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Computer System Validation: A Closer Look at 21 C.F.R. §820.70(i) and FDA Warning Letters

SPK and Associates assist many of our clients with Computer System Validation services. FDA investigators often site issues with respect to “intended use” and other aspects of 21 C.F.R. §820.70(i). In this article we will take a closer look at the specifics of this rule and ways to help your company avoid 483 observations and warning letters.

The FDA Code of Federal Regulations, Title 21 under Quality Systems, subsection 70(i) sites the following:

“When computers or automated data processing systems are used as part of production or the quality system, the manufacturer shall validate computer software for its intended use according to an established protocol. All software changes shall be validated before approval and issuance. These validation activities and results shall be documented.”

And FDA provides additional supportive information via Section 6 of “Validation of Automated Process Equipment and Quality System Software” in the Principles of Software Validation; Final Guidance for Industry and FDA Staff, January 11, 2002.

We begin unraveling 21 C.F.R. §820.70(i) by 1st figuring out “what needs to be validated”. This means creating a company-wide inventory of all your tools and assessing whether it performs quality or business critical functions. The FDA recommends utilizing a risk-based assessment process to determine whether validation is necessary. You should consider a system’s impact to product quality, safety and records integrity.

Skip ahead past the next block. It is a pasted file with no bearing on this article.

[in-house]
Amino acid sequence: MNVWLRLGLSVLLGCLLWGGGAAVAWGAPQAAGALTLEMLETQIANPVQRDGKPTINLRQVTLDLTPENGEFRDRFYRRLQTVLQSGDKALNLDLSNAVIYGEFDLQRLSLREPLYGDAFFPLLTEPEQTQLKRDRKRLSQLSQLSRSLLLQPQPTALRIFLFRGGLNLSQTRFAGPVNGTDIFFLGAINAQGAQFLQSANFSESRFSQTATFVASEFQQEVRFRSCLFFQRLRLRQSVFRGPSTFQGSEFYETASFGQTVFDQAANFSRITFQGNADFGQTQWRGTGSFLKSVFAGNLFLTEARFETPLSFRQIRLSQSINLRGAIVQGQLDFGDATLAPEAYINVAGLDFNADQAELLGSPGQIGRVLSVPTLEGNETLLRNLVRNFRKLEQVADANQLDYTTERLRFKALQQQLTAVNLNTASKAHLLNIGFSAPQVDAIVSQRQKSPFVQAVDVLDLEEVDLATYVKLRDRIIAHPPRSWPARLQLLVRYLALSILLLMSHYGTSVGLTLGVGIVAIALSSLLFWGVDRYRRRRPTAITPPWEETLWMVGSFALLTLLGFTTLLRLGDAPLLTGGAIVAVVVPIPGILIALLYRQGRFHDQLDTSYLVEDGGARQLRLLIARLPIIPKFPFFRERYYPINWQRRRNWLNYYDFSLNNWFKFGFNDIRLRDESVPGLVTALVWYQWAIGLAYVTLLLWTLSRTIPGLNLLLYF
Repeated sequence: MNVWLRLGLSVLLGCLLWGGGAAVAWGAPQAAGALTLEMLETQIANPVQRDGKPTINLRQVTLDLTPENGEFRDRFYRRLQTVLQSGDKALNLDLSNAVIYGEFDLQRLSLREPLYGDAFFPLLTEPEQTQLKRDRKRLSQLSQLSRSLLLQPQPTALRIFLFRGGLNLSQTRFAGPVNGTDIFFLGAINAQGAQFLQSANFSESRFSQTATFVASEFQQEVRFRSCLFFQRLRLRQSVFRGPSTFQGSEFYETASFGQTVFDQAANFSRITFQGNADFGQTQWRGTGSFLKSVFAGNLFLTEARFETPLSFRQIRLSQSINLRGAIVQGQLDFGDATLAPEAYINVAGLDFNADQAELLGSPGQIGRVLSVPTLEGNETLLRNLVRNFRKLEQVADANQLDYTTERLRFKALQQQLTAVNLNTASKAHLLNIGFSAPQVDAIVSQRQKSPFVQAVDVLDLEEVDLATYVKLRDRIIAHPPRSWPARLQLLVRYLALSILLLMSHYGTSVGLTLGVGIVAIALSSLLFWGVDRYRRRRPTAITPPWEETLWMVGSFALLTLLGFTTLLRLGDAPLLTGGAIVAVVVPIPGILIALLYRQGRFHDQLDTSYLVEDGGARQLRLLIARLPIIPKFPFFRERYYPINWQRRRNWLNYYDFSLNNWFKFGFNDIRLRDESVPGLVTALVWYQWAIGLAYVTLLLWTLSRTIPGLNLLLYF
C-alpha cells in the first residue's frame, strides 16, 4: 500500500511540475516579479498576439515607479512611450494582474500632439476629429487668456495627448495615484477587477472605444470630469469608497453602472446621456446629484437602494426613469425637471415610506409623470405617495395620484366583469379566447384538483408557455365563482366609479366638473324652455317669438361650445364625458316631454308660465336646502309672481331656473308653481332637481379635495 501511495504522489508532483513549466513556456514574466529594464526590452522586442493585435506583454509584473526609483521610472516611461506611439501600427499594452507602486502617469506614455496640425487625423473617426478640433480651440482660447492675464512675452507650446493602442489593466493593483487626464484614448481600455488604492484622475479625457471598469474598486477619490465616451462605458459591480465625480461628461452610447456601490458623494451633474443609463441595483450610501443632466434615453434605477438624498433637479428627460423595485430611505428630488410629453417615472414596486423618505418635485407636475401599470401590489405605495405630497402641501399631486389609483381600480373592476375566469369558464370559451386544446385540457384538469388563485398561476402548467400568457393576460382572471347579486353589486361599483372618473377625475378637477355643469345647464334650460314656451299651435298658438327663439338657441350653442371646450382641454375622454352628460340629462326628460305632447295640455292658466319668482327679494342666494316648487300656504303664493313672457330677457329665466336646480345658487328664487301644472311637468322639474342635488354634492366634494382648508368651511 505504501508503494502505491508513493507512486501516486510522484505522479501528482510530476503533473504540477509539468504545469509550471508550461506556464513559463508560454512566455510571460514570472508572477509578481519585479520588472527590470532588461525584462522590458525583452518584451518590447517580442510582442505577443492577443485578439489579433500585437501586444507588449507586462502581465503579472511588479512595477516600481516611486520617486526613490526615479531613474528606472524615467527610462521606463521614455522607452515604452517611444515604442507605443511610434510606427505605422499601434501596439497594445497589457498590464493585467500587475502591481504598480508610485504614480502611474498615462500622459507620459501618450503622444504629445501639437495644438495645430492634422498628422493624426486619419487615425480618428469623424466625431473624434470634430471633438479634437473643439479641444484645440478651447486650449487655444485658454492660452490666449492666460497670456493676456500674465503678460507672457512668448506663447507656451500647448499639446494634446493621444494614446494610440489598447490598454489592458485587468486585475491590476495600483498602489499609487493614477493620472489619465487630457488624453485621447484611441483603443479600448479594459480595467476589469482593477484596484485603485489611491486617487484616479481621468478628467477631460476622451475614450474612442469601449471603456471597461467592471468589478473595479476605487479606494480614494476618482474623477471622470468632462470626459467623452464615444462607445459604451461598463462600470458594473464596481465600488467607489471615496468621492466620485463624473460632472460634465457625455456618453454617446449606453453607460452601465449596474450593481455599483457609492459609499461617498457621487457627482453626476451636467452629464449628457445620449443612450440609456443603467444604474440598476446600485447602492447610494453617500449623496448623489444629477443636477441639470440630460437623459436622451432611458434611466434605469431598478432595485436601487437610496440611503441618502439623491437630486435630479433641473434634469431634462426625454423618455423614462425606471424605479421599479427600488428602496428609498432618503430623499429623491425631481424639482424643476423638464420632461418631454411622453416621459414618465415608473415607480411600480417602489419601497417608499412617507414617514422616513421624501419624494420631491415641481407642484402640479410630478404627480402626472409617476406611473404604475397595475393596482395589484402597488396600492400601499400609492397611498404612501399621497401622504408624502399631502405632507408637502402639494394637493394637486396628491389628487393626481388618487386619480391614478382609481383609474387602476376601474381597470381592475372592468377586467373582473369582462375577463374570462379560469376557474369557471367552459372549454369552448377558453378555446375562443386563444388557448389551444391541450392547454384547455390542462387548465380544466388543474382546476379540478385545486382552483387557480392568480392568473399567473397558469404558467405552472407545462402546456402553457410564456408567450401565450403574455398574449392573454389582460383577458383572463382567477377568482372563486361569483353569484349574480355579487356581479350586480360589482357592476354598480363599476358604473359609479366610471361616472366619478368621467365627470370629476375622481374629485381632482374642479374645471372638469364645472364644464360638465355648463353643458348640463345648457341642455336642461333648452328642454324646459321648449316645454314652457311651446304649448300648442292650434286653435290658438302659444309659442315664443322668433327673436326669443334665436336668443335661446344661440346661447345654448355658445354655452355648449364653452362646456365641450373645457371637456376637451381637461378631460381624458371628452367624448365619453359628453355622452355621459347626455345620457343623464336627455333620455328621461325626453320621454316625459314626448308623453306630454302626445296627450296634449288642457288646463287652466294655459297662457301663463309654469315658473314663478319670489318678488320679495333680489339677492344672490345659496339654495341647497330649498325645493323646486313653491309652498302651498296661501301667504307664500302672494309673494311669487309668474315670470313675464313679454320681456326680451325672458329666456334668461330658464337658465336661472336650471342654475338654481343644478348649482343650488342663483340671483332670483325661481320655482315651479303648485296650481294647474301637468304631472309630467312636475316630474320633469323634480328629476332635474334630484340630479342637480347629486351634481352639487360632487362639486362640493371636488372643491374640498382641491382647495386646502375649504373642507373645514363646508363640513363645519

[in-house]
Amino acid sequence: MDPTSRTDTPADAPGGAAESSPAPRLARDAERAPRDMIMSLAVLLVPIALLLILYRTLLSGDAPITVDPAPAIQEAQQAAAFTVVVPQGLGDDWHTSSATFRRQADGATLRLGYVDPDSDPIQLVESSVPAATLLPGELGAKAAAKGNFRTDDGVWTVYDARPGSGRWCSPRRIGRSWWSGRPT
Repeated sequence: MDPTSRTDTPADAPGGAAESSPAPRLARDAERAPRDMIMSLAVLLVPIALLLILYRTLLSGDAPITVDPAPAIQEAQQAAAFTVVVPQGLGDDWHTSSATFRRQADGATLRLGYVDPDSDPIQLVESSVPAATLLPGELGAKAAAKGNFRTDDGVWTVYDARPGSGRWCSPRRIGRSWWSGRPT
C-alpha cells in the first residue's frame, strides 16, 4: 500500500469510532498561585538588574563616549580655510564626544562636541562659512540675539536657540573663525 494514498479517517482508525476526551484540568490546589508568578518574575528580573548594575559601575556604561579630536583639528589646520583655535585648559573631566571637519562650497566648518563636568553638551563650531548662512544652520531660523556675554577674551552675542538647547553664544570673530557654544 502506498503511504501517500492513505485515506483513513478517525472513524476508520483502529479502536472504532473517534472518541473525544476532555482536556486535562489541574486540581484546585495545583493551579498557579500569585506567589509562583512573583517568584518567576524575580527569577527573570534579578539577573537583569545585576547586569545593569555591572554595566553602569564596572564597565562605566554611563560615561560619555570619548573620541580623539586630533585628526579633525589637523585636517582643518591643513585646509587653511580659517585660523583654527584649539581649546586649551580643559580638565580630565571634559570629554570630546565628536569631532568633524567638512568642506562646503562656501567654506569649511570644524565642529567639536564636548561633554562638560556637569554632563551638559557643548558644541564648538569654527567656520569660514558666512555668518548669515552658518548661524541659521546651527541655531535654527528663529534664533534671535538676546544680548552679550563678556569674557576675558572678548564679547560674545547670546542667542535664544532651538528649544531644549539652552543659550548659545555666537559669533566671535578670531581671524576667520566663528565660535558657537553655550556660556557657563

Once we have our list we must spend the time to develop meaningful user requirements. Section 6.2 spells it out concisely noting what we need to capture:

  • the “intended use” of the software or automated equipment; and
  • the extent to which the device manufacturer is dependent upon that software or equipment for production of a quality medical device.

The device manufacturer (user) needs to define the expected operating environment including any required hardware and software configurations, software versions, utilities, etc. The user also needs to:

  • document requirements for system performance, quality, error handling, startup, shutdown, security, etc.;
  • identify any safety related functions or features, such as sensors, alarms, interlocks, logical processing steps, or command sequences; and
  • define objective criteria for determining acceptable performance.

These user requirements are then typically decomposed into functional/design specifications.

The validation of these requirements/specifications becomes the elements of an overall validation strategy. The validation strategy also includes the roles of the people participating in the validation, the scope of the validation, the methodology, and further breaks down into distinct protocols (IQ – Installation Qualification, OQ – Operational Qualification, and PQ – Performance Qualification).

Each protocol contains a mapping of requirements to test cases. It is important that each requirement traces to a test case. An auditor may deem a system “has not been validated” if a requirement is discovered without a test case. You should double check via a Traceability Matrix, which shows all of your requirements, all of your testing planned (and performed), linked together. Your Traceability matrix is also a useful project management tool, to quickly determine completeness of a validation and to help determine coverage, all the way through from requirements to testing.